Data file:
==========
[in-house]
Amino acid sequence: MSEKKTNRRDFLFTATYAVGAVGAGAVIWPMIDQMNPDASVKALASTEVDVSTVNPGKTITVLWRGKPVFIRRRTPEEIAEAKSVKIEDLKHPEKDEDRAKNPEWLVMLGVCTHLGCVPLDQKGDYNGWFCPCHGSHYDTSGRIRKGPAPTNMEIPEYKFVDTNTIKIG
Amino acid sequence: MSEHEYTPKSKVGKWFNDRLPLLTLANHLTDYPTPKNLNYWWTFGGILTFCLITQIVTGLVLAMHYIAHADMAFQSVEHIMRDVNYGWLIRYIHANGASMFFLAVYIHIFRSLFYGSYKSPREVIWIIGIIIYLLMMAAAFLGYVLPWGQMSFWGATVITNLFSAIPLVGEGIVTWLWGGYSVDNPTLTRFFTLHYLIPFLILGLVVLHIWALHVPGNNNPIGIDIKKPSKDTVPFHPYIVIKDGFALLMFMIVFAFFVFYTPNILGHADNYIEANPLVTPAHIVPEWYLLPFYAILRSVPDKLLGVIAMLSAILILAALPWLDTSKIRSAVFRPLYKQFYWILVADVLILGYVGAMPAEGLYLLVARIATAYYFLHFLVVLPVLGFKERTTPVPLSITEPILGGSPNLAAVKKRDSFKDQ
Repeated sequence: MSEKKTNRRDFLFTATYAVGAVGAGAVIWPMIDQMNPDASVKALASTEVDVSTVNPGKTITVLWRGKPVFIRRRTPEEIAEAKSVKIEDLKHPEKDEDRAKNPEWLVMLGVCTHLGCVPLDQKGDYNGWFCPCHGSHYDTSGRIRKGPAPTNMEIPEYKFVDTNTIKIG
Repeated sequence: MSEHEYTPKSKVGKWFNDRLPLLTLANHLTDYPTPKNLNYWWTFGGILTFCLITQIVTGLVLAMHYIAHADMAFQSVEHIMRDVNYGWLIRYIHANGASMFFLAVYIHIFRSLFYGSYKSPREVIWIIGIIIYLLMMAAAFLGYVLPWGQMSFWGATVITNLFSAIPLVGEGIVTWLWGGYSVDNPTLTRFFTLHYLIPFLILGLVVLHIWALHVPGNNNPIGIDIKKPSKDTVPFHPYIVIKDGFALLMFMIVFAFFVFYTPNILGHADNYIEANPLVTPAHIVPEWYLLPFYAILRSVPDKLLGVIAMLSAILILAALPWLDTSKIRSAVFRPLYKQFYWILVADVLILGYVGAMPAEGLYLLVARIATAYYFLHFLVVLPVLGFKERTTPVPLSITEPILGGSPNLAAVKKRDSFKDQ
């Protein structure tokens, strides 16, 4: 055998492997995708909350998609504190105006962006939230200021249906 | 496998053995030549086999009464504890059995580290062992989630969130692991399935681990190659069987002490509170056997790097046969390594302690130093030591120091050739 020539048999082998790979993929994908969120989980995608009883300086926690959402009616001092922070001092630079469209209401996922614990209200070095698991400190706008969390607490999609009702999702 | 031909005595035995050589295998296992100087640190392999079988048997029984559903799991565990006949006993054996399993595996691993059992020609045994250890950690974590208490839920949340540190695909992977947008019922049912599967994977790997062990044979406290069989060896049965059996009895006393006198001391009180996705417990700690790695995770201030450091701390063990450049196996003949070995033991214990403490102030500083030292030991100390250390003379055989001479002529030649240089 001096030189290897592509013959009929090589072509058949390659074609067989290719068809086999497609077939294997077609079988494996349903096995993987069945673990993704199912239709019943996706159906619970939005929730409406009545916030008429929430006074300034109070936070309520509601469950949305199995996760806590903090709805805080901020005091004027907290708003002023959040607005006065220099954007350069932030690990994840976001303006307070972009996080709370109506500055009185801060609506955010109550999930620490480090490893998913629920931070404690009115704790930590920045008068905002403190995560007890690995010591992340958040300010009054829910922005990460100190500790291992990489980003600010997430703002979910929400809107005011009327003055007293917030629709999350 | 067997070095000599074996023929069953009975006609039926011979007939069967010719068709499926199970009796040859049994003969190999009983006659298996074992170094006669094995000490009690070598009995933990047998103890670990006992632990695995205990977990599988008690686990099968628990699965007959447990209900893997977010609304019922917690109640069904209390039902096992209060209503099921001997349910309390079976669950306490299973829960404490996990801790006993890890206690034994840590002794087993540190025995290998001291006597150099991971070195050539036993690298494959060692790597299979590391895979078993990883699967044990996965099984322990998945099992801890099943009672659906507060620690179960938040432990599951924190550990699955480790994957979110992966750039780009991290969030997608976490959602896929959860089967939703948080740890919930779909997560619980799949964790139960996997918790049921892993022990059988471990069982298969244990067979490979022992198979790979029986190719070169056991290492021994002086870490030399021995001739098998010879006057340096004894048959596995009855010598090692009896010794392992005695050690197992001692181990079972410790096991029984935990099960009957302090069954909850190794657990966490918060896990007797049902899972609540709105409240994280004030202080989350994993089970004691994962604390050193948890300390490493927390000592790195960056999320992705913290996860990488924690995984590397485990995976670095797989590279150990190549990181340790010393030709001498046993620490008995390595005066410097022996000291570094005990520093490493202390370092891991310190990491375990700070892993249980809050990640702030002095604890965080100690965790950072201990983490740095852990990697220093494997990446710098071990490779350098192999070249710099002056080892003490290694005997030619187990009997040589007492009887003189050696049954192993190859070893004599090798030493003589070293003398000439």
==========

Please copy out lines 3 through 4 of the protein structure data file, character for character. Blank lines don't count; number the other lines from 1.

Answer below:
Amino acid sequence: MSEHEYTPKSKVGKWFNDRLPLLTLANHLTDYPTPKNLNYWWTFGGILTFCLITQIVTGLVLAMHYIAHADMAFQSVEHIMRDVNYGWLIRYIHANGASMFFLAVYIHIFRSLFYGSYKSPREVIWIIGIIIYLLMMAAAFLGYVLPWGQMSFWGATVITNLFSAIPLVGEGIVTWLWGGYSVDNPTLTRFFTLHYLIPFLILGLVVLHIWALHVPGNNNPIGIDIKKPSKDTVPFHPYIVIKDGFALLMFMIVFAFFVFYTPNILGHADNYIEANPLVTPAHIVPEWYLLPFYAILRSVPDKLLGVIAMLSAILILAALPWLDTSKIRSAVFRPLYKQFYWILVADVLILGYVGAMPAEGLYLLVARIATAYYFLHFLVVLPVLGFKERTTPVPLSITEPILGGSPNLAAVKKRDSFKDQ
Repeated sequence: MSEKKTNRRDFLFTATYAVGAVGAGAVIWPMIDQMNPDASVKALASTEVDVSTVNPGKTITVLWRGKPVFIRRRTPEEIAEAKSVKIEDLKHPEKDEDRAKNPEWLVMLGVCTHLGCVPLDQKGDYNGWFCPCHGSHYDTSGRIRKGPAPTNMEIPEYKFVDTNTIKIG